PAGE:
Zelensky ‘in very difficult situation’ – Kremlin
Ukrainian President Vladimir Zelensky is “desperately” seeking to return to a situation in which Kiev enjoyed “unlimited” funding and weapons supplies from the West, Kremlin spokesman Dmitry Peskov said on Tuesday. This will “never happen again” because Western nations are running out of ammunition to send to Ukraine, he added.
Zelensky is facing “really big problems” which are only getting worse, the Kremlin spokesman told Russian journalist Pavel Zarubin, saying Kiev’s goals are not achievable.
Peskov argued that Zelensky is hoping for “absolutely dominant support” at home, but instead, an increasing number of Ukrainians are beginning to question whether Kiev is just “prolonging this absolutely senseless bloodshed.”
The Kremlin spokesman also pointed to a recent decree signed by Zelensky declaring six internationally recognized Russian regions to be “historically inhabited by Ukrainians.” The move was simply a frantic attempt to distract from the worsening situation in Ukraine itself, he said, calling the claims “illogical and absurd.”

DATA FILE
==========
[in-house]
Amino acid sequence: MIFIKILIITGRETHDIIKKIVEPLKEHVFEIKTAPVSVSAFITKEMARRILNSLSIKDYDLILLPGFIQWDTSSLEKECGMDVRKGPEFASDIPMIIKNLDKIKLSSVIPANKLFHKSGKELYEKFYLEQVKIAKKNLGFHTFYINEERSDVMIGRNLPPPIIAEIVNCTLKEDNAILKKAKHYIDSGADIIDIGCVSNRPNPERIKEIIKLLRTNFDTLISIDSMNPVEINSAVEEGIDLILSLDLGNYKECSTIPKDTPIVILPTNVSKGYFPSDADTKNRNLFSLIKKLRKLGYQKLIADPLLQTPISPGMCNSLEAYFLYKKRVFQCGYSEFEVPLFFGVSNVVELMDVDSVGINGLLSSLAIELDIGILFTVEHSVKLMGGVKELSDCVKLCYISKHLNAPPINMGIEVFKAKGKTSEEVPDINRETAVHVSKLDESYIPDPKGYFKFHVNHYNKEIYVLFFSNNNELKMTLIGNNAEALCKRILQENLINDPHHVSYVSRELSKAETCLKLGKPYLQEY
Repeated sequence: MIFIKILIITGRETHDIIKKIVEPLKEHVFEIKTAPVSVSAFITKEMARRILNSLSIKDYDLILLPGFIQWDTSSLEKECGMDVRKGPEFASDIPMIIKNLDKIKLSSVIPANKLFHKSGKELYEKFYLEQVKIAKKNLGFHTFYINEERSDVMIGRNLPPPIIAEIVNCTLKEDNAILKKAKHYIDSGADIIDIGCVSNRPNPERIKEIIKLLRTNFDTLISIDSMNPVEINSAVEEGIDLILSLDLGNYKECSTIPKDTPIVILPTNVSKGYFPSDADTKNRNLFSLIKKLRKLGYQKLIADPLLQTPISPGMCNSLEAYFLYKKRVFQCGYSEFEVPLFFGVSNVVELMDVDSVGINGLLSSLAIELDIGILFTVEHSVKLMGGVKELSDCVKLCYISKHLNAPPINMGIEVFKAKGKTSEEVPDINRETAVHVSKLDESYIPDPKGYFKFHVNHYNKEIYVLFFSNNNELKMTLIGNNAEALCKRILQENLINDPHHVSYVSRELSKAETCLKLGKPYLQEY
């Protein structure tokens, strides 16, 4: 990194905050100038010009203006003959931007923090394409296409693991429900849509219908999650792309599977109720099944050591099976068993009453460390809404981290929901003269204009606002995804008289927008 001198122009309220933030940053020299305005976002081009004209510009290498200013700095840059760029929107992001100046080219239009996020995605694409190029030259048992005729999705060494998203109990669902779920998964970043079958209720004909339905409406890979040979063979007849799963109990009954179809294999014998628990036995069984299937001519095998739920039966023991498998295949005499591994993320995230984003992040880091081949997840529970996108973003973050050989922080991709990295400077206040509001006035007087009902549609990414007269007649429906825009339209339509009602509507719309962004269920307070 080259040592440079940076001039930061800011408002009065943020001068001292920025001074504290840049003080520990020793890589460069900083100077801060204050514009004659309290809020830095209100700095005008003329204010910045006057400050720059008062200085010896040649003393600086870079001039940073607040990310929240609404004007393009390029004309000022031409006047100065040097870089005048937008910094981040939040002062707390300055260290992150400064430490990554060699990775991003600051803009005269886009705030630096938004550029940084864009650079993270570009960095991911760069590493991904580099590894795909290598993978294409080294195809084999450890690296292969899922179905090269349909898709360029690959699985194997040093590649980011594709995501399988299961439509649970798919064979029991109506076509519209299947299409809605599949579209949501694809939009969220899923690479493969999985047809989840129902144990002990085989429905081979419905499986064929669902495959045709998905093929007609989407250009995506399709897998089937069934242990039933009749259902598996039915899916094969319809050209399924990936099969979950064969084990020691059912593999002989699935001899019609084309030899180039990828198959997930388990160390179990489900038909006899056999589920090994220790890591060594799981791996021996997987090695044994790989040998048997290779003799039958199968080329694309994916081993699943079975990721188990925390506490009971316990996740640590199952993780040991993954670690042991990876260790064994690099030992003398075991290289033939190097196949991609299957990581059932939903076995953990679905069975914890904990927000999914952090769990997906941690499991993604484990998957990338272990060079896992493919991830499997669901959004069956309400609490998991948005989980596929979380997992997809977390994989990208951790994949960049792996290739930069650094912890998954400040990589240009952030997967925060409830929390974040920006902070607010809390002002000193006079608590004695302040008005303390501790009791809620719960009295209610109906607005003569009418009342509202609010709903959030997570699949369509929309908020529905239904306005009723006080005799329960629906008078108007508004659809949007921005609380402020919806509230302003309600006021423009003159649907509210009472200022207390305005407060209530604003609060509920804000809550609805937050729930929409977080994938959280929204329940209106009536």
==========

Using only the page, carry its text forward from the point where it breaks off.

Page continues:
Zelensky “should have long understood what must be done to stop it all,” Peskov said, referring to the conflict with Moscow, which is about to enter its third year. “Yet, he does not want to,” he added.
Instead, the Ukrainian president is resorting to “ideological” moves to “launch claims on Russian territories,” he said, insisting that Moscow will continue its military operation until its goals are achieved.
Russia has repeatedly said it is open to peace talks with Ukraine, as long as its interests and the reality on the ground are acknowledged. Moscow is willing to reach a solution “which would guarantee [the] legitimate national interests of Russia and the Ukrainian people,” Foreign Minister Sergey Lavrov told CBS in an interview published on Tuesday.
Ukraine has refused to sit down at the negotiating table with Russia, with Zelensky singing a decree ruling out any talks between him and Putin in autumn 2022. Instead, Kiev has tried to garner support for its own plan, the ‘Zelensky peace formula’, which demands Russia withdraw its troops from all territories claimed by Ukraine before any talks begin. The list of demands also includes reparations from Russia and a tribunal for its leadership.
Moscow has dismissed the demands as “absurd” and has said that any talks on conflict resolution without Russia are pointless. Swiss Foreign Minister Ignazio Cassis echoed this opinion earlier in January, saying any talks would have to involve Moscow “one way or the other.”